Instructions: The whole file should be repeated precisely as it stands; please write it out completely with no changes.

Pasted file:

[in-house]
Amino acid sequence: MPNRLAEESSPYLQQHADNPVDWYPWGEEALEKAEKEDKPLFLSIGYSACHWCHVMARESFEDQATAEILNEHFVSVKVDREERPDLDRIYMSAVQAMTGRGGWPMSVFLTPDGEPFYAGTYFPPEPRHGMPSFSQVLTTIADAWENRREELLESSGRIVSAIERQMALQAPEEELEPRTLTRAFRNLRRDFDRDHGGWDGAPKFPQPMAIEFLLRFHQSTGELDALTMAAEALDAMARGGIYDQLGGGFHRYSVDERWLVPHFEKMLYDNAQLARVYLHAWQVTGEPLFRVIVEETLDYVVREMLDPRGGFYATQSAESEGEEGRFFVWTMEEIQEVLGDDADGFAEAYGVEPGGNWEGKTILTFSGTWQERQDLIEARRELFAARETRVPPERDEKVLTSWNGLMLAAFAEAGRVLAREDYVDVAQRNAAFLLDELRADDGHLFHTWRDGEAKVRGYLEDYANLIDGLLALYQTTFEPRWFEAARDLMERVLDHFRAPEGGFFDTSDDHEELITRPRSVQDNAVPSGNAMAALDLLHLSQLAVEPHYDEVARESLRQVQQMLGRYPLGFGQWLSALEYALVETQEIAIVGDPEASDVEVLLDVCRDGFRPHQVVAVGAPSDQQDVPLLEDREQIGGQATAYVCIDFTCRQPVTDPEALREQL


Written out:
[in-house]
Amino acid sequence: MPNRLAEESSPYLQQHADNPVDWYPWGEEALEKAEKEDKPLFLSIGYSACHWCHVMARESFEDQATAEILNEHFVSVKVDREERPDLDRIYMSAVQAMTGRGGWPMSVFLTPDGEPFYAGTYFPPEPRHGMPSFSQVLTTIADAWENRREELLESSGRIVSAIERQMALQAPEEELEPRTLTRAFRNLRRDFDRDHGGWDGAPKFPQPMAIEFLLRFHQSTGELDALTMAAEALDAMARGGIYDQLGGGFHRYSVDERWLVPHFEKMLYDNAQLARVYLHAWQVTGEPLFRVIVEETLDYVVREMLDPRGGFYATQSAESEGEEGRFFVWTMEEIQEVLGDDADGFAEAYGVEPGGNWEGKTILTFSGTWQERQDLIEARRELFAARETRVPPERDEKVLTSWNGLMLAAFAEAGRVLAREDYVDVAQRNAAFLLDELRADDGHLFHTWRDGEAKVRGYLEDYANLIDGLLALYQTTFEPRWFEAARDLMERVLDHFRAPEGGFFDTSDDHEELITRPRSVQDNAVPSGNAMAALDLLHLSQLAVEPHYDEVARESLRQVQQMLGRYPLGFGQWLSALEYALVETQEIAIVGDPEASDVEVLLDVCRDGFRPHQVVAVGAPSDQQDVPLLEDREQIGGQATAYVCIDFTCRQPVTDPEALREQL